figure-6

Figure 6. Multiple-alignment of neuropeptide Y preproprotein amino acid sequences of 6 different species. Mature NPY sequence is highly conserved among species (chichen (Gallus gallus), zebrafish (Daniorerio), mouse (Mus musculus) and frog (Xenopus laevis) ), but the signal peptide and the other part are not. [Color of aligned amino acids; black text and white background = non-similar, blue text and light-blue background = conservative, black text and green background = block of similar, red text and yellow background = identical, green text and white background = weakly similar.]


3.3.2 Gene expression analysis at single-cell level
We have investigated a method system for single-cell analysis, including collection of single cells, RNA sampling from single cell, amplification of cDNA, quantification of cDNA by qPCR, etc. In FY2009, we carried out a preliminary experiment using 33 retinal ganglion cells and 35 gene markers and showed the possibility of classification of cell types by single-cell gene expression analysis. In FY2010, we have improved the method system. For example, we made a method for the precise determination of RNA amount in small scale of samples collected from single-cells by measuring the copy number of rRNA and have studied amplification step of cDNAs. We will plan to start a full dress study of single-cell gene expression analysis using salamander neurons.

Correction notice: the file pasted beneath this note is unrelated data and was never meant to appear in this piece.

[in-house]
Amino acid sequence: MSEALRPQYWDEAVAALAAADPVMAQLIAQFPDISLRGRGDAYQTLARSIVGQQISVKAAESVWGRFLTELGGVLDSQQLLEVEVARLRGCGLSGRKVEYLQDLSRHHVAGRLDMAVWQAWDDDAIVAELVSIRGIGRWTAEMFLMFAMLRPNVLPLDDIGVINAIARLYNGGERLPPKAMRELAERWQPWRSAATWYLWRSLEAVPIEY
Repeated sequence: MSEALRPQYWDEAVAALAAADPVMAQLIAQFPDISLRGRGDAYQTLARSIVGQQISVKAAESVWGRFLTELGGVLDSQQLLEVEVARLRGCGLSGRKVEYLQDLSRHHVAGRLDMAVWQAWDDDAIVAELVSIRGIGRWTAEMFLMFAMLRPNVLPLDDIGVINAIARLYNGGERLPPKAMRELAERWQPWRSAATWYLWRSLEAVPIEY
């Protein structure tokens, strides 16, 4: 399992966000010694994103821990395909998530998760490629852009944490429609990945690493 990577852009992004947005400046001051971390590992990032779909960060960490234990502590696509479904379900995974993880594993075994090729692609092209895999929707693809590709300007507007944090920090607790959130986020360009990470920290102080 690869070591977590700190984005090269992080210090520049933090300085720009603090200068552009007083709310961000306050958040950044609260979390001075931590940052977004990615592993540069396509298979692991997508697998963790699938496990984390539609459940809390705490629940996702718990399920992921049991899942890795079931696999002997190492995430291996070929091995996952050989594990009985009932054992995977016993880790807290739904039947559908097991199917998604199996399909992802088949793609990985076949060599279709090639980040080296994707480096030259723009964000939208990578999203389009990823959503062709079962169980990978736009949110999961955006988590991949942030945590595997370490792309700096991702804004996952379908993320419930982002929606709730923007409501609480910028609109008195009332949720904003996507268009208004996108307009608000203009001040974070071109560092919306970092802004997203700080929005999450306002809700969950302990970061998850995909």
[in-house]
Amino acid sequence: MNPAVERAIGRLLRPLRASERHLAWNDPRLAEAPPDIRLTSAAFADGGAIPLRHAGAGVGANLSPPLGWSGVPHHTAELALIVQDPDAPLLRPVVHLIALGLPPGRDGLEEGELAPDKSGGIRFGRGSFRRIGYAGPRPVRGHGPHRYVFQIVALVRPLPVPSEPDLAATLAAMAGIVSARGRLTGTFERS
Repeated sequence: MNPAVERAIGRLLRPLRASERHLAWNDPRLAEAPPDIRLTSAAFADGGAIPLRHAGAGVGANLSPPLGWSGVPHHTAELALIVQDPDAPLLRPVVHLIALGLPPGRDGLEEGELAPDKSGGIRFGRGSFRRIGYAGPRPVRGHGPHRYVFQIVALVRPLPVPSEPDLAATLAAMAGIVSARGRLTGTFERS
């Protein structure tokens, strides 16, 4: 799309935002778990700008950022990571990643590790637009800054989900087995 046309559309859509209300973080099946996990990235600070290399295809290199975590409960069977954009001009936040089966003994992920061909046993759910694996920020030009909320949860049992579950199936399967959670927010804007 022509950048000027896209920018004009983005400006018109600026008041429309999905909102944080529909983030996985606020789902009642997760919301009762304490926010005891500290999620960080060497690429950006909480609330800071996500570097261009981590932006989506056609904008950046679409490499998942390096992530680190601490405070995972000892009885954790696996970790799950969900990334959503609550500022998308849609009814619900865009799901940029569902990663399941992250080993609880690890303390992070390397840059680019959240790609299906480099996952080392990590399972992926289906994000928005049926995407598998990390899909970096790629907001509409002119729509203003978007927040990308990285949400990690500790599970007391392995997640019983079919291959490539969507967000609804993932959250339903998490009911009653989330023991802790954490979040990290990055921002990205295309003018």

4.1 Journals

  1. Nakamura, N., Akiyama, K. & Naito, T. Suppression of cAMP-dependent gene expression by cholecystokinin in the hippocampus. Neuroscience (in press).
  2. Nakamura, N. H., Akiyama, K. & Naito, T. Quantitative gene expression analysis of the ligand-receptor system for classical neurotransmitters and neuropeptides in hippocampal CA1, CA3 and dentate gyrus Hippocampus, doi:10.1002/hipo.20830 (2010).
  3. Roy, M. C., Ikimura, K., Nishino, H. & Naito, T. A high recovery microsampling device based on a microdialysis probe for peptide sampling. Anal Biochem 399, 305-307, doi:S0003-2697(09)00883-5 [pii] 10.1016/j.ab.2009.12.036 (2010).
  4. Roy, M. C., Nakanishi, H., Takahashi, K., Nakanishi, S., Kajihara, S., Hayasaka, T., Setou, M., Ogawa, K., Taguchi, R. & Naito, T. Salamander retina phospholipids and their localization by MALDI imaging mass spectrometry at cellular size resolution. Journal of Lipid Research 52, 463-470. (2010).

4.2 Books and other one-time publications

  1. Hayasaka, T. Naito, T. & Setou, M. Application of imaging mass spectrometry to photobiology. Photobiology, 243-250 (2010).

4.3 Oral and Poster Presentations

  1. Araki, M., Akiyama, K. & Naito, T. Sequence analysis of the "neural communication system" related genes of salamander., BMB2010, Kobe Portisland, Kobe City, Dec 7-10, 2010
  2. Nakamura, N., Akiyama, K. & Naito, T. Suppression of cAMP-dependent gene expression in the hippocampus by cholecystokinin and extracellular regulatory machinery, Neuro 2010, Kobe Convention Center, Kobe, Japan, Sep 2-4, 2010
  3. Nakamura, N., Akiyama, K. & Naito, T. Overall and quantitative gene-expression analysis of mouse Purkinje cells, BMB2010, Kobe Portisland, Kobe City, Dec 7-10, 2010

5. Intellectual Property Rights and Other Specific Achievements

Nothing to report.

6. Meetings and Events

6.1 Seminar

  • Date: June 15, 2010
  • Venue:  IRP Conference Room
  • Speakers: Karl-Heinz Herzig, Institute of Biomedicine and Biocenter of Oulu, Oule University
  • Title: Gut brain interaction and regulation of energy homeostasis

6.2 OIST Special Lecture

  • Date: June 23, 2010
  • Venue:  OIST Campus, Seminar Room B250
  • Speakers: Shigetada Nakanishi, Osaka Bioscience Institute
  • Title: Information processing and integration of the basal ganglia